Hi Barry,

I don't have a very strong opinion here, but replying with some questions,
and to bump the thread.

I think this smells more like a bug than a feature to me. I worry that if
you depend on it, it could easily get refactored away in a future version
of Django.  If we were to document it as feature, it would also need extra
tests in the test suite to ensure this regression doesn't happen.

Some questions: Have you looked into the migration framework internals? Are
there any comments around "replaces" that indicate this behaviour? And is
there maybe a way of hooking into the migration planner, or adding the
ability, to support your use case without relying on the current
bug-feature?

Thanks,

Adam

On Mon, 5 Aug 2019 at 19:36, Johnson, Barry <bajohn...@epicor.com> wrote:

> [ TL;DR: A migration may use a “replaces” list pointing to migrations that
> don’t actually exist.  This undocumented technique cleanly solves a
> recurring difficult migration problem.  We seek consensus on whether this
> should become a documented feature or that it is an unexpected side effect
> subject to change in the future. ]
>
>
>
>
>
> We have found an undocumented behavior in the migration system that
> gracefully solves the troublesome problem of merging migrations created in
> parallel development branches.  If this behavior should survive, we’ll
> enter a documentation ticket – but if it’s considered a bug, we’ll need to
> stay away from it and fall back to the more difficult manual editing
> approaches we’ve used in the past.
>
>
>
> The Use Case
>
> ------------------
>
> We’re rapidly developing a large multi-tenant application (hundreds of ORM
> models, thousands of migrations and hundreds of thousands of lines of code
> so far, with quite a bit of work remaining) punctuated by periodic
> production releases.  We create a source code branch from our mainline
> development trunk for each production release, just in case we must rapidly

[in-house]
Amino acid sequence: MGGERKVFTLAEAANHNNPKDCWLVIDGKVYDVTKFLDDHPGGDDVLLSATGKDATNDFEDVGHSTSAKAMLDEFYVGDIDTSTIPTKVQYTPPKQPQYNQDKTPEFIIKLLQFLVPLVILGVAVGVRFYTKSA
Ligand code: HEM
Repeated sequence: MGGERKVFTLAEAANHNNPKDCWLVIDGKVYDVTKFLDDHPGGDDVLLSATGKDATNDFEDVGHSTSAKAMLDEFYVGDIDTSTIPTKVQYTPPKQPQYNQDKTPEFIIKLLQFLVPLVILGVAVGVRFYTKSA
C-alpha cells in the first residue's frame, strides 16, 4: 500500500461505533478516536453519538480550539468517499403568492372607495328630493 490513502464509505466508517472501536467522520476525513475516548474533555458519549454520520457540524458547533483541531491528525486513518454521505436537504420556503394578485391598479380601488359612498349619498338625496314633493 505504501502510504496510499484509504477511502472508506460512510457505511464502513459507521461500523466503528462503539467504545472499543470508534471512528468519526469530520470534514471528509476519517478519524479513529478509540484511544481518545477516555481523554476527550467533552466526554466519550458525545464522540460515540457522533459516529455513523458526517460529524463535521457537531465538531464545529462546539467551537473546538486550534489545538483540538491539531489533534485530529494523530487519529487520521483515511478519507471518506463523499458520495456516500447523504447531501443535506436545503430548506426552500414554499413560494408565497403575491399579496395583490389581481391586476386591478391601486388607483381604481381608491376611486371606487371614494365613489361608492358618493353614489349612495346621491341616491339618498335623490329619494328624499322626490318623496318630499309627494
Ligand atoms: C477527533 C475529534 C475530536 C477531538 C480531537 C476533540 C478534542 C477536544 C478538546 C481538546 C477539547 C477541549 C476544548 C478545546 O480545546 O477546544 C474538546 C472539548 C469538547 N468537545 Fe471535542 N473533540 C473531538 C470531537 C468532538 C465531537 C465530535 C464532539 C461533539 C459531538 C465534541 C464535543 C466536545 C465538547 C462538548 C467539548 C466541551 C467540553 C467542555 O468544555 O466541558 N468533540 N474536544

> issue patches to those production releases.  On rare occasions, we’ve had
> to make a schema change (such as adding a new field) as a patch to a
> production release, and make a parallel schema change in the mainline
> development trunk.
>
>
>
> Of course, this normally causes a migration failure when migrating a
> production tenant from the patch release up to a later version of the
> mainline release – since the mainline release has a subsequent migration
> that adds the same field.  We’ve solved this in the past by manually
> rearranging the dependency order of the mainline trunk migrations (moving
> the replacement step before other new migrations for this later release),
> and fiddling with the contents of the django_migrations table to make it
> look like that mainline step has already been run before running the
> migrations.  We’re unhappy with that approach – it’s both time consuming
> and error prone.
>
>
>
> This problem is similar to, but not identical to, that of squashing
> migrations.
>
>
>
> (And yes, we do periodically squash our migrations.  We have about 600
> migration steps at the moment, left over from more than 2,000 originally
> created.  We’ve got another round of squashing coming up soon that should
> take us to less than 100 migrations – but we have more than a dozen
> developers adding more migrations every week.)
>
>
>
> The Discovery
>
> -------------------
>
> Through trial and error, we found that our mainline migration step may
> declare itself as a replacement for the patch step (using the “replaces”
> attribute) – even if the patch migration itself doesn’t exist in the list
> of mainline migrations.
>
>
>
> And if we do this, the migration engine simply works as hoped and our
> problem vanishes.  It’s absolutely wonderful; simple to implement and
> effective.  We love it.  New tenants run only the replacement step; tenants
> migrating from the patch release to the trunk release merely record the